How Siemens is unlocking manufacturing wins

How Siemens is unlocking manufacturing wins

Joe Bohman, Robert Jones and George Rendell explain how Microsoft technologies are improving operational efficiency  

Alice Chambers |

Partnerships between technology businesses like Siemens and Microsoft are essential for driving forward the future of manufacturing and product development. Together, they are improving operational efficiency for customers by integrating their technologies.  

“Our partnership, spanning over three decades, focuses on the integration of key technology like Microsoft Azure OpenAI to enhance customer efficiency and accelerate product development cycles,” says Robert Jones, executive vice president of global sales and customer success at Siemens.  

Teamcenter for Microsoft Teams, which has been generally available since November 2023, is an app that connects the Teamcenter product lifecycle management (PLM) system by Siemens with Microsoft Teams, enhancing the connections between people and processes across a business. It allows users to create problem reports, receive notifications and collaborate on workflow tasks within Teamcenter, using Teams, on any device. 

“We see a future where Teams and Azure OpenAI components embedded in our software will allow our customers to share manufacturing issues just by speaking in their native language into their phone,” says Jones. “This will create a problem ticket that can be submitted to someone in another country speaking another language, in the recipient’s native tongue. It allows real-time engagement between the factory floor and the manufacturing engineer.” 

The system uses AI to automate the product lifecycle process.  

“Teamcenter automatically populates problem reports from the manufacturing shop floor, communicates seamlessly with engineers in any language and finds solutions for the problems reported throughout the product lifecycle on any device,” says Joe Bohman, executive vice president of digital industries software at Siemens. “As a result, organisations can reduce quality issues and close feedback loops faster than ever before.”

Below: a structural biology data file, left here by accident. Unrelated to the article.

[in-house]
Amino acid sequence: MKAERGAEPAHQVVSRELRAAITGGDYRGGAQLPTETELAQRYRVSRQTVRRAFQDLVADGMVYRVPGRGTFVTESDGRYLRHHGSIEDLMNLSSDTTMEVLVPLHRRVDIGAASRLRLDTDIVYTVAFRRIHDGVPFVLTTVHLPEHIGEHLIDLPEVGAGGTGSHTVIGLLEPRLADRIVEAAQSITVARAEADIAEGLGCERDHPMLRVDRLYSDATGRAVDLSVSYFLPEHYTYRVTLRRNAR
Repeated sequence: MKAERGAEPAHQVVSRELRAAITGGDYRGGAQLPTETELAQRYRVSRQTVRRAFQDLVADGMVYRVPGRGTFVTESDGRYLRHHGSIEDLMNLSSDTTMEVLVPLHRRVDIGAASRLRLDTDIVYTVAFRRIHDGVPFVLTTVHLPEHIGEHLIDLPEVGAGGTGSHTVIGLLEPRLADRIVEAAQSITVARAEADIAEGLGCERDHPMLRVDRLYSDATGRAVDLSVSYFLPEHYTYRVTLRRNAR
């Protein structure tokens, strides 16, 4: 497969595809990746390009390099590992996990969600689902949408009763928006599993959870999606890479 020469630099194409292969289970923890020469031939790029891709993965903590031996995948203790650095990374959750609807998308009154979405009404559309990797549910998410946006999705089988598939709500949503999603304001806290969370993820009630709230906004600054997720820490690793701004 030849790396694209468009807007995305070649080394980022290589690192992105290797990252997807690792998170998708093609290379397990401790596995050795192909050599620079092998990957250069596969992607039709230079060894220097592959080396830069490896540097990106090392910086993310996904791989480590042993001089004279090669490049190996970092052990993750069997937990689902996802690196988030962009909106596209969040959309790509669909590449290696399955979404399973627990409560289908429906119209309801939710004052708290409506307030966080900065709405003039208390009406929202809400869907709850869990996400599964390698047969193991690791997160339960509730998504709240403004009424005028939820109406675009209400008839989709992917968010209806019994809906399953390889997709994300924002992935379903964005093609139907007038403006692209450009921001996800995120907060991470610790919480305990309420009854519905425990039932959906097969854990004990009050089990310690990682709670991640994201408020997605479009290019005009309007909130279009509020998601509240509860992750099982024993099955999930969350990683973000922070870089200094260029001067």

Furthermore, to stop quality issues altogether manufacturers can use digital twin technology to simulate real-life factory scenarios that predict and prevent potential defects, optimise production processes and enhance product design before physical prototypes are even built, significantly reducing the risk of quality issues in the final products. 

“A comprehensive digital twin for production planning validates how well a manufacturing process will work on the shop floor before anything goes into production,” explains Bohman. “By using the digital twin to simulate the process and analyse why things happen, companies can create a production methodology that remains efficient under a variety of conditions. This optimises production to enable more efficient and reliable operations.”  

Manufacturers can create their own digital twins with Siemens NX software, which runs on Azure. The solution captures and analyses operational data and helps users to design and deliver new products quickly to stay ahead of competitors.  

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Manufacturers will be able to use the Siemens NX Immersive Designer solution and Sony XR head-mounted display to visualise the production process

“Siemens NX software revolutionises product engineering with its secure, scalable and flexible architecture enabling seamless collaboration and multi-disciplined design,” says George Rendell, vice president of NX design product management and product marketing at Siemens Digital Industries Software. “Through combining core modelling with industry-specific applications, we are continuously releasing new offerings to suit our users’ evolving business needs. Our upcoming NX Immersive Designer solution and XR head-mounted display – created in partnership with Sony – set a new standard for engineering innovation within the industrial metaverse. Users will be able to visualise the entire process chain before production begins.” 

This article was originally published in the Spring 2024 issue of Technology Record. To get future issues delivered directly to your inbox, sign up for a free subscription.   

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